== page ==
Light up your brand

Attracting and retaining employees is an essential business process for all organisations, and a strong employer branding is a powerful tool to ensure you get the cream of the crop. HRM speaks to managers about their companies' distinctive employer branding strategies

Apple has the ubiquitous apple logo, Twitter has its little blue bird, and Facebook has its iconic ‘like’ button. These organisations are competitors but they all have something in common – an identifiable image coupled with strong employer branding, which make them attractive employers to work for.

Companies realise that a strong employer branding is an essential tool in promoting themselves. It is not just an identifiable logo or a famous face – like Steve Jobs was for Apple – but also intangible factors such as a strong employee value proposition (EVP), the career prospects employees have, and the distinctive workplace culture.
 
Genuine employer branding
For an organisation to get traction from its employer branding, there a few factors that HR experts say need to be taken into account – including transparency and clear objectives.

Wan Ezrin Sazli Bin Wan Zahari, Head of Group People Strategy, AirAsia, emphasises on the need for an organisation to be genuine in its employer branding. “Don’t be fake. Be honest about the company. If what you see on a website, a poster, or in the newspaper does not match the life in the company, then you need to ask why.

“You shouldn’t talk about flexi-hours if you wrap a whole book of rules to make it difficult to do flexi-hours, or don’t actually give them at all. You shouldn’t talk about work-life balance if everybody in the office leaves at 9pm or is afraid to leave at six. So it’s all about being honest and being transparent,” he adds.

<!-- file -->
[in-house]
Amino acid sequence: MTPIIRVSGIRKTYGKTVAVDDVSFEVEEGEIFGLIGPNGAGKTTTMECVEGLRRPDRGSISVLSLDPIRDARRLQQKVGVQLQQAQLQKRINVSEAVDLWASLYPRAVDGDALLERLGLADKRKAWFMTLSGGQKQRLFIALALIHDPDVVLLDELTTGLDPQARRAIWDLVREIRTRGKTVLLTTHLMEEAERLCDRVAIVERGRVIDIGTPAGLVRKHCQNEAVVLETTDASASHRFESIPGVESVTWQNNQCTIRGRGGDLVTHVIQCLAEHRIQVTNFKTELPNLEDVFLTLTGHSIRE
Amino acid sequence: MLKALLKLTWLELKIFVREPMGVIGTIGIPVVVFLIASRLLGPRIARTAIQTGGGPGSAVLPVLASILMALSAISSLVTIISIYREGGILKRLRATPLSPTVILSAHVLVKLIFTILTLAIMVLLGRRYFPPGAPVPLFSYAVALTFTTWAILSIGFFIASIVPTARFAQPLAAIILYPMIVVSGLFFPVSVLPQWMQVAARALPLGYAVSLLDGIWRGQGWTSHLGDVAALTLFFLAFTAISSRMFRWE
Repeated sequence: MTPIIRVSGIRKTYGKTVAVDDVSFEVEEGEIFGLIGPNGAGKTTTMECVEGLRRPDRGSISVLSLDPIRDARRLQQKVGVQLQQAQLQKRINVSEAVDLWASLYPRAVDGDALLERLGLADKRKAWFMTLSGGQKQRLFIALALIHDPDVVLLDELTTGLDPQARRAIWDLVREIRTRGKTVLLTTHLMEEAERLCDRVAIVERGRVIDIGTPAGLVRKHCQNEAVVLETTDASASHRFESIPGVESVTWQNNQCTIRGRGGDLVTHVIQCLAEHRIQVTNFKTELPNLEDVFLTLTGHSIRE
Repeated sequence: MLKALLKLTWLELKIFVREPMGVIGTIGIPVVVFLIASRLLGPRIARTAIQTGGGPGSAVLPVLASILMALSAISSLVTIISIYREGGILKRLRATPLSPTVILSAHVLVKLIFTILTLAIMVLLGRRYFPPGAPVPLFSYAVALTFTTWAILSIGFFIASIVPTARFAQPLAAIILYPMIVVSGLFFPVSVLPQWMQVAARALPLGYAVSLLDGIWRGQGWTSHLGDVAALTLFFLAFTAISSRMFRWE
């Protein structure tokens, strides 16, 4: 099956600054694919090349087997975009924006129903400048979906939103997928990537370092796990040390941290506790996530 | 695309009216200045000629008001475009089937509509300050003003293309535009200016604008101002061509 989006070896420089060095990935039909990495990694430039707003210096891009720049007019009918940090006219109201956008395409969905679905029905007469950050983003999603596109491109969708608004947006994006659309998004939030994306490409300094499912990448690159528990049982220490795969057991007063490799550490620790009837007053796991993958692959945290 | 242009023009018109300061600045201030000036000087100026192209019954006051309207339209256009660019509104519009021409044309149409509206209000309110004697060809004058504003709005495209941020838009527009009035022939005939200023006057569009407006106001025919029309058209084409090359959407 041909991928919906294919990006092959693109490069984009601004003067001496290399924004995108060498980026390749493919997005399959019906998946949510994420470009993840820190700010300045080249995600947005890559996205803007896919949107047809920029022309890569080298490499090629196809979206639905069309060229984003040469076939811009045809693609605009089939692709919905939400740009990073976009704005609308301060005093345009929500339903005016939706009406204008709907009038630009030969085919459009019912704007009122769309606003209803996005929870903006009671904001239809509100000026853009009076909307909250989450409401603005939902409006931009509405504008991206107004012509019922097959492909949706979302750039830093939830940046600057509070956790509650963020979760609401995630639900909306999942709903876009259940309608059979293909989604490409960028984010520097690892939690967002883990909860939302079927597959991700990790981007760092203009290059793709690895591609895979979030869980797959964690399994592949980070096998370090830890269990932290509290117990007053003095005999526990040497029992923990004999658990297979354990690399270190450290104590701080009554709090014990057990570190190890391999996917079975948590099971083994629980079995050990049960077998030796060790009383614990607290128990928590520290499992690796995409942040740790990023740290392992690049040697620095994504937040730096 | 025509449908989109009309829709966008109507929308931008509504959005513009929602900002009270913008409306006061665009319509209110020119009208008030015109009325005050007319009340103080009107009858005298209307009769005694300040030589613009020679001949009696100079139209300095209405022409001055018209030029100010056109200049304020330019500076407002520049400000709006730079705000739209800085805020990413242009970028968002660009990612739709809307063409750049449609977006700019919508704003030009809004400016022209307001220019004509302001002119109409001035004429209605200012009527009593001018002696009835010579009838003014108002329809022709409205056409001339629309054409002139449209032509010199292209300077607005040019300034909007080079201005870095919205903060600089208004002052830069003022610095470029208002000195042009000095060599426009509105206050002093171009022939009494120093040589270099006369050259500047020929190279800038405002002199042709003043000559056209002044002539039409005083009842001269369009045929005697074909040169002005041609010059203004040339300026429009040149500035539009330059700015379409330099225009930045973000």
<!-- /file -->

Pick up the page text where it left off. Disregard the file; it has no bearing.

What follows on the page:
Madhavi Tumkur, Head of Integrated Communications, IPG Mediabrands, says an organisation can do a lot to make the brand visible, including community efforts, public relations, CSR, social media, and even advertising. Companies can choose their methods of promoting their employer brand but must identify their assets first, whether they are work-life balance, fancy offices, or perks and benefits, she says.

“Employer branding is a continual effort. It is never achieved overnight. And there is no final destination to fully achieving the ideal employer brand status. All HR teams know they are in it for the long haul.”
 
Distinct branding
Organisations have various ways to ensure that their employer brand is unique. Ezrin states that AirAsia’s employer brand is first and foremost, the brand itself. Putting a face to the organisation that people can identify is also an ongoing strategy at AirAsia.

“It has been a brand that was tough to build and it is amongst our most important assets. Our chief figure in promoting the employer brand is our Group CEO, Tony Fernandes. People get to know about him and about AirAsia at a conversational level via Twitter, and Tony is amongst the world’s most active Twitter users with a huge follower base,” he says.

Ezrin adds that AirAsia wants to ensure that people see it as a potential employer, and it always focuses on what is real. He says it is important for prospective employees to understand how the organisation works. “Many organisations out there come up with cheesy promos and advertisements to make them look good and hip, so prospective employees get excited. But when these people enter the company, they find the exact opposite.”

IPG Mediabrands is another organisation that takes its employer brand seriously. Tumkur says: “We build brands for global clients such as Coca Cola, Malaysia Airlines, Hershey’s, and MasterCard, but often, we have to remind ourselves that we must build a brand for ourselves – whether it is to attract talent or new clients.”

Tumkur says that the organisation has adopted two key words: “hybrid” and “happiness”. She explains that “hybrid” is about ensuring teams are able to work across both traditional and digital media. “An accelerated commitment to ‘hybrid’ is a commitment to the future of our talent, and preparing them to be future leaders.”